South Australia has some beautiful and delicate orchids. Most are not showy. Instead they have a subtle attractive beauty. But they are declining; and for that reason, they are protected by the law, specifically the Native Vegetation Act 1991. Picking the flower is illegal let alone digging up the whole plant.
The only situation where a person can legally remove an orchid or part thereof is when they hold a government authorised permit. Legitimate reasons for collecting orchid material include specimen for the State Herbarium, scientific research, rescue or salvage situations when a development is occurring, or collecting seed of threatened species to store with the Seed Conservation Centre.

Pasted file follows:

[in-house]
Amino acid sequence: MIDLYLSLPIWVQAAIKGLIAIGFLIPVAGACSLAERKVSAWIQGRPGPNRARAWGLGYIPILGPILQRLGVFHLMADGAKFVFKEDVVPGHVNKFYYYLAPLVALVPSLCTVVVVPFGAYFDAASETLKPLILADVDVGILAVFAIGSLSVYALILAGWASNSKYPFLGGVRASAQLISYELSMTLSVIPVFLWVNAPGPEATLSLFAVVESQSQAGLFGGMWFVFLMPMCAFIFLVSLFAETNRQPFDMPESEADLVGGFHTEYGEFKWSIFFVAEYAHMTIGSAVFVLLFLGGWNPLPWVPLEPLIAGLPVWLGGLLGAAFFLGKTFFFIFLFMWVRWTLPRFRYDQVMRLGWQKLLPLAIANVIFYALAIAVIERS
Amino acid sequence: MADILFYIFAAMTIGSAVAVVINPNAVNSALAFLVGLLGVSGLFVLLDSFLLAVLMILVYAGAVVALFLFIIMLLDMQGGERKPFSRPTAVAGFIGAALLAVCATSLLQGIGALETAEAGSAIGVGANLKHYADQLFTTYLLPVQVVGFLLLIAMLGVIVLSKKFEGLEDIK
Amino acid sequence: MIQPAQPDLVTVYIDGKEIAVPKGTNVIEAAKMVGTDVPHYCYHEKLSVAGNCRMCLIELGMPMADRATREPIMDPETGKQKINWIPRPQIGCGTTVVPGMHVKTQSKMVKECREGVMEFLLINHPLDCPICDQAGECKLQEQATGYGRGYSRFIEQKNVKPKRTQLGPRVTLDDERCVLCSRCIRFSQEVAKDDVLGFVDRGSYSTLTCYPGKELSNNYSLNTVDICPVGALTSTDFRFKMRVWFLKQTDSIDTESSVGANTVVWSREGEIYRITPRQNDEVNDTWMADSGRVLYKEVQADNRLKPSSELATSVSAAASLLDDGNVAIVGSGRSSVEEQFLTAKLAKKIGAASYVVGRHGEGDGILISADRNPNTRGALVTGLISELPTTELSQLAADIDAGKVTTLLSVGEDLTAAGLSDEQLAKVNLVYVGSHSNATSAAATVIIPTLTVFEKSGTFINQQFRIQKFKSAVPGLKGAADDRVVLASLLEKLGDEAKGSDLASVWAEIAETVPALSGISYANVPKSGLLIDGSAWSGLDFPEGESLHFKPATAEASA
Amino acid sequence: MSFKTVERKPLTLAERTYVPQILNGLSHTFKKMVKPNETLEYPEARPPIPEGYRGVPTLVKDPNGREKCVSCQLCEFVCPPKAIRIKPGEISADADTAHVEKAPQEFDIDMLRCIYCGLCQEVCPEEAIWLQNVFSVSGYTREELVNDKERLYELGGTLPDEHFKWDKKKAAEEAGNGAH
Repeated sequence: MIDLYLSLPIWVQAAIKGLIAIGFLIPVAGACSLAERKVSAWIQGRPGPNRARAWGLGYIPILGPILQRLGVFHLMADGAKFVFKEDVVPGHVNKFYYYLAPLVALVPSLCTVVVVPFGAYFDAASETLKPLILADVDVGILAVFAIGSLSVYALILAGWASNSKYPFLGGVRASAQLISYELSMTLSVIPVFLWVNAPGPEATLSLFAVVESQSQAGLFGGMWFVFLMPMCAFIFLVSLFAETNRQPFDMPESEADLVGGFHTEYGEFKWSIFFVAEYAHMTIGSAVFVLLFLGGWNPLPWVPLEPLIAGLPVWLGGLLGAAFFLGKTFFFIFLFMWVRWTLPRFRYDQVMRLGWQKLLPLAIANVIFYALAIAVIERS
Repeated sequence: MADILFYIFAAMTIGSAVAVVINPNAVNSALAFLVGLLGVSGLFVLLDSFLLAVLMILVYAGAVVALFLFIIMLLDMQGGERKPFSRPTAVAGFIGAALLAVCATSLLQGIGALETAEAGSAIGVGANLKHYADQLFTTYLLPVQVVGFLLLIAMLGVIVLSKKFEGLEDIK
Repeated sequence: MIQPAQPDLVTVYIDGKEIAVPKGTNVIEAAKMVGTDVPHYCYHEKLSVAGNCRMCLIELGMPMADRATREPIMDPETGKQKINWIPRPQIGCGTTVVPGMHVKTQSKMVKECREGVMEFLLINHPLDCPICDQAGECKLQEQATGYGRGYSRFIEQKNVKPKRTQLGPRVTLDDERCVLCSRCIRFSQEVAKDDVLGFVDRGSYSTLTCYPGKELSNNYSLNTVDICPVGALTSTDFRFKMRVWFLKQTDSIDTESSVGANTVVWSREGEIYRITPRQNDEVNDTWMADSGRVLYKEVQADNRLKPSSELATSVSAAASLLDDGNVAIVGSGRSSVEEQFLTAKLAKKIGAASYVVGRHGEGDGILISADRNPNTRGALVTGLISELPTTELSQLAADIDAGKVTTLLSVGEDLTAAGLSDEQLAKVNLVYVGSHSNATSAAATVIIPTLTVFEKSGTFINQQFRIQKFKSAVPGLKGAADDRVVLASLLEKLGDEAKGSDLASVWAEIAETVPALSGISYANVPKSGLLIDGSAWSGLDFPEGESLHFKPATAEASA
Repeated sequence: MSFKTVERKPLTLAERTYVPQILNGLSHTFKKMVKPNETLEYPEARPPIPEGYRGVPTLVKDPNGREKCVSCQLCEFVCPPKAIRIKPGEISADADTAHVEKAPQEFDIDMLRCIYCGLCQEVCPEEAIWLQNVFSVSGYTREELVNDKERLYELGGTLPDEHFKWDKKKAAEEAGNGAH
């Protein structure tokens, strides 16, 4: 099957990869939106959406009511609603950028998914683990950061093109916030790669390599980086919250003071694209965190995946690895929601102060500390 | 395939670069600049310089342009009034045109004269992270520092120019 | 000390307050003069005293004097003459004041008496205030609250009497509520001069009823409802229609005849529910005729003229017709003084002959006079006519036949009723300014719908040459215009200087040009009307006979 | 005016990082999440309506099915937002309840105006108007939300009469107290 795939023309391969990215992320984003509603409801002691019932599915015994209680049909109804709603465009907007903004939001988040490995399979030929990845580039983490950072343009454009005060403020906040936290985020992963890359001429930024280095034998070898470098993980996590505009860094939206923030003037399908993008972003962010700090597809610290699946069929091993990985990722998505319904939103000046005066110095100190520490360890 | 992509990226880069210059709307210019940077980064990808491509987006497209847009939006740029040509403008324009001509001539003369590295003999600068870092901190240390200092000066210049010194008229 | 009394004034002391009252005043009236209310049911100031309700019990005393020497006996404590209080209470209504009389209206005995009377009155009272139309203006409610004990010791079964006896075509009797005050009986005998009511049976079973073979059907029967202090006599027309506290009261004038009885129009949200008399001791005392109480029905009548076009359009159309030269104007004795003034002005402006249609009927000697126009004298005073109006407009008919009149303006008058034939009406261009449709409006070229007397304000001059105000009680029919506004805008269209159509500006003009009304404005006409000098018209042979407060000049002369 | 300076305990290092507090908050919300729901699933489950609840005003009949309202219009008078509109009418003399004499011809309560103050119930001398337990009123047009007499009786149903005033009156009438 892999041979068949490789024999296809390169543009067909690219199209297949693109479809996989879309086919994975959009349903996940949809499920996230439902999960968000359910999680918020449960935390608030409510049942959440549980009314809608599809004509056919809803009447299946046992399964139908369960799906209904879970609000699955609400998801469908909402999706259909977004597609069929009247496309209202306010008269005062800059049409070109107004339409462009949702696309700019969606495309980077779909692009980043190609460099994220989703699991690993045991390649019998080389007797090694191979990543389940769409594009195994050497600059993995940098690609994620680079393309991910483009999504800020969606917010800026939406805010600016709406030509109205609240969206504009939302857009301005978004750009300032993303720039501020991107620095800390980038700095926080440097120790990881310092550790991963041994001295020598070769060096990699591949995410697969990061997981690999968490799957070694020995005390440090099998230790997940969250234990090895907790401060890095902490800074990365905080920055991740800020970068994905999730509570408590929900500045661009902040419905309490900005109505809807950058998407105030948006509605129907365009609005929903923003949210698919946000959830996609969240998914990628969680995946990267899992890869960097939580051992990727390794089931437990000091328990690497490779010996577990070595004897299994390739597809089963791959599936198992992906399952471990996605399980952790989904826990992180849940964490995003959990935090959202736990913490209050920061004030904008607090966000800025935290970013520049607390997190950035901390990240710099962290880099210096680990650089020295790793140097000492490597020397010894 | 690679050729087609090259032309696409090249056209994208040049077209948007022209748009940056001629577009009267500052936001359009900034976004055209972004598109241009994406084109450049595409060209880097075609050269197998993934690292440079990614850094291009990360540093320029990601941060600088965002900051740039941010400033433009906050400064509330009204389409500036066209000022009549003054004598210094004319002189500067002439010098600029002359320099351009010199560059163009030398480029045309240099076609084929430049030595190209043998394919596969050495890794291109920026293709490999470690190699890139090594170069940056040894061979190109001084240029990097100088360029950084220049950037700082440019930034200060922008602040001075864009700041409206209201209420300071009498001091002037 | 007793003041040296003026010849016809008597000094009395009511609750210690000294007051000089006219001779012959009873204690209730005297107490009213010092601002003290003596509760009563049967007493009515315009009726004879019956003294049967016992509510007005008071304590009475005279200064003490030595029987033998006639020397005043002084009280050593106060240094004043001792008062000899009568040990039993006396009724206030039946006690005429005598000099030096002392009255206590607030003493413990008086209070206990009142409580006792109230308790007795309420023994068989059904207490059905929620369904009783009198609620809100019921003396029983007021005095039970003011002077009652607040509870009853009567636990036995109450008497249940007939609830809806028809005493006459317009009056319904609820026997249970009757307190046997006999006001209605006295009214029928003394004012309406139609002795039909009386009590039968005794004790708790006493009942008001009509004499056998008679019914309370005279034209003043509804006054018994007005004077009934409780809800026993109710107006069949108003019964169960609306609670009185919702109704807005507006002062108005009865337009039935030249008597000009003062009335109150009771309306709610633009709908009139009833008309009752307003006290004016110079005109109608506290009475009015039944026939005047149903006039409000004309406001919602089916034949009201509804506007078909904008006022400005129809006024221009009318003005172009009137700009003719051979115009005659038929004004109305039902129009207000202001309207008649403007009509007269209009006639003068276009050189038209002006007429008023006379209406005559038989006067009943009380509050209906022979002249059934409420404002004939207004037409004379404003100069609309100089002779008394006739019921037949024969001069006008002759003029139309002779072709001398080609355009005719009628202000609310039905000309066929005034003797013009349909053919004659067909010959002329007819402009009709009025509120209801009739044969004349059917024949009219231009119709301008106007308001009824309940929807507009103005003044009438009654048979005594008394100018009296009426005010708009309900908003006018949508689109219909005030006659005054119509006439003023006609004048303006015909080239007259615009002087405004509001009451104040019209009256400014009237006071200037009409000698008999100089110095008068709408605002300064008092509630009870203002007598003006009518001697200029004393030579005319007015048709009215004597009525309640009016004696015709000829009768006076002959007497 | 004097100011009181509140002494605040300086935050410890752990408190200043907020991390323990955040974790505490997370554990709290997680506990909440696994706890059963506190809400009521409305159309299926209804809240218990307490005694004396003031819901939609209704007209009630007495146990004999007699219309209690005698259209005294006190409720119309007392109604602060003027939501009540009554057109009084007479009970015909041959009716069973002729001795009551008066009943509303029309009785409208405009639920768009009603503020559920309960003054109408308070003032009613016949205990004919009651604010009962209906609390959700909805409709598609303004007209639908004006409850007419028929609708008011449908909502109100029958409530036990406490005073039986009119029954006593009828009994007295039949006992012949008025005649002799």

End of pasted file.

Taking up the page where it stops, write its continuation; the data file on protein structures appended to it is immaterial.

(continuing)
Without a permit, no one can remove any part of a plant even if their reason is legitimate.
It behoves members to be cautious of any one that asks for assistance with collecting, transporting or photographing potted orchids. Ask to see their permit. So, what do you do if you suspect someone of picking the flowers or digging up the plants? Contact the Department Environment and Natural Resources Investigation and Compliance Unit.
There is only a very small number of NOSSA members who hold such permits. Thelma Bridle, NOSSA Conservation Officer, is the person who will know which members hold a permit. For more information on plant collection permits, contact DEWNR at DEWNRresearchpermits@sa.gov.au or visit the website.
Thank you to Thelma Bridle and Doug Bickerton for their assistance and critiquing of this post.